24th WaterNet/WARFSA/GWP-SA Symposium

IAHS are pleased to be a partner in the upcoming 24th WaterNet/WARFSA/GWP-SA Symposium.

The 24th WaterNet/WARFSA/GWP-SA Symposium will be held in Zanzibar, United Republic of Tanzania at the Verde Hotel Resort, 25 – 27 October 2023 under the theme Accelerating Change: Fostering Innovation and Integration for Sustainable Water Resources Management in East and Southern Africa

The Symposia have been held annually in the Eastern and Southern African regions for the past 23 years to promote interaction among policymakers, academics, practitioners from water and related sectors, and cooperating partners. Together, they identify regional issues, gaps and priorities that require further research and support. Great emphasis has been placed on integration of knowledge, particularly involving scholars from the natural and social sciences.

This year’s symposium sub-themes have been aligned to the achievement of Sustainable Development Goals (SDGs) and themes of the World Water Day 2023 and the SADC Water Research Agenda under the Regional Strategic Action Plan (RSAP) on Integrated Water Resources Development and Management Phase V, whose main objective is:

• Promoting evidence-based implementation of SADC water programmes and projects through multi- and inter-disciplinary research, and synthesis of existing and new information, which will lead to a realization of SADC developmental goals.

For more information including registration details please read the Second Call

5th IAHS-ICWQ Workshop

The IAHS International Commission on Water Quality (ICWQ) will host a workshop entitled 'Flood-Drought Disaster Chain and Water Ecological Degradation in the Changing Environment' 2-3 December 2023 in Zhuhai City, China.

Topics will include:

1. Intelligent monitoring of hydrology and water ecology for the early perception of water risk
2. Extreme storm and non-point source pollution in the changing environment
3. Flood-drought-aquatic ecology modeling and risk early warning
4. Prediction of drought-flood alternation and flood-drought disaster chain
5. Water ecological responses to human activities and climate change
6. Storm surge - heavy rain - flood - waterlogging - ecological degradation "multi-encounter" and its derivative disaster occurrence
7. Simulation, prediction and assessment of flood and drought disasters and their derivative composite disasters
8. Restoration and governance of water ecological degradation 

Registration is free.

Abstracts of no more than 300 words should be sent to Prof. LIU Zhiyoug ([email protected]) before November 10th, 2023.

IAHS Website Upgrade


Thanks to the amazing team of people behind the design of our IAHS new website, we are so pleased that it has been so positively received. Whilst it may not be perfect, we’re still working on it. The site will be getting new features over the next few months, as we look to expand our presence further. The next feature will require a migration of our website and although this should not take longer than a day to complete, the IAHS will be under construction for most of Thursday 21st September 2023.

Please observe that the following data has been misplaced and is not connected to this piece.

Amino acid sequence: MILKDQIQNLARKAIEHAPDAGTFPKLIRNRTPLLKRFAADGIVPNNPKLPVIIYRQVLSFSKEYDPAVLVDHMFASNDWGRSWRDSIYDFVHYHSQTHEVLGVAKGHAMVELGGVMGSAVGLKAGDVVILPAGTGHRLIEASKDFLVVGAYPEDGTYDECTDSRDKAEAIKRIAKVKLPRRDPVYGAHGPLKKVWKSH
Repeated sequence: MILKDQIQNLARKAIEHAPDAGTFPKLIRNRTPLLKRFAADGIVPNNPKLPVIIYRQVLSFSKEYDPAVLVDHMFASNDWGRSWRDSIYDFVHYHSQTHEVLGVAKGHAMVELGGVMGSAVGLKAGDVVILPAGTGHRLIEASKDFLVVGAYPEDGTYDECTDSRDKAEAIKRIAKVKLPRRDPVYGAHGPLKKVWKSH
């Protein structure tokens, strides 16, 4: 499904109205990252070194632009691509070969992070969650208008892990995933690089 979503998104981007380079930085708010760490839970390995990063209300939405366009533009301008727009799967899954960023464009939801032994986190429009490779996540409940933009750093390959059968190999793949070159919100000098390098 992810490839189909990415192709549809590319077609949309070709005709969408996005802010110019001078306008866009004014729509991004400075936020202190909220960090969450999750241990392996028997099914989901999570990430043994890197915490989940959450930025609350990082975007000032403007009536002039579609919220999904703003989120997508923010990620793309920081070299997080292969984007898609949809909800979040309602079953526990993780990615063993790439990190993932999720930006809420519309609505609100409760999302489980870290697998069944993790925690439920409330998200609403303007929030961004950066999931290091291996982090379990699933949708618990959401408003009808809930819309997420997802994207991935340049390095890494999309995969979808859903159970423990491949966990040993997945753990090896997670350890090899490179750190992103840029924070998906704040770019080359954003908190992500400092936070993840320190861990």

Thank you in advance for your patience and continued support.


4th International Conference on Snow Hydrology

Dear Colleagues, 

Join the 4th International Conference on Snow Hydrology and submit your abstract. SnowHydrology2024 will provide an excellent opportunity to discuss recent advances in all aspects of snow hydrology at a dedicated conference. It will be the event to meet your peers and exchange latest ideas in a focused and informal setting. SnowHydrology2024 will be hosted in Grenoble, France, in the foothills of the Alps not far from the famous Mont-Blanc.

Visit for more information and submitting your abstract. The abstract submission deadline is October 15th 2023. We look forward to meeting you next year in Grenoble!

Best regards,

SnowHydrology2024 Conference Committee:

Tobias Jonas, Francesco Avanzi, Carlo Carmagnola, Nicolas Champollion, Thomas Condom, Marie Dumont, Isabelle Gouttevin, Matthieu Lafaysse, Florence Naaim, Claudia Notarnicola, Melody Sandells

A Call For Theme Leaders


More than 30 Working Groups have been suggested and, although the call to suggest Working Groups is now closed, you have until Friday, 29 September to sign up to an existing working group (link). The Working Groups are linked to three main themes:

  • HELPING with global and local interactions
  • HELPING with holistic solutions for water security
  • HELPING with cross-cutting goals.

We invite you to apply for the role of Theme Leader for one of the three clusters of Working Groups. Leaders will be appointed biennially during the decade as per the previous IAHS Scientific decades (PUB and Panta Rhei). The role of the Theme Leaders will be to coordinate activities within each cluster of Working Groups, to share information, follow up on progress, arrange meetings and joint activities such as workshops, outreach activities, collaborative publications or projects. They will help and guide the appointed Working Group Leaders, and they will report to the IAHS management team (see figure on organisation below).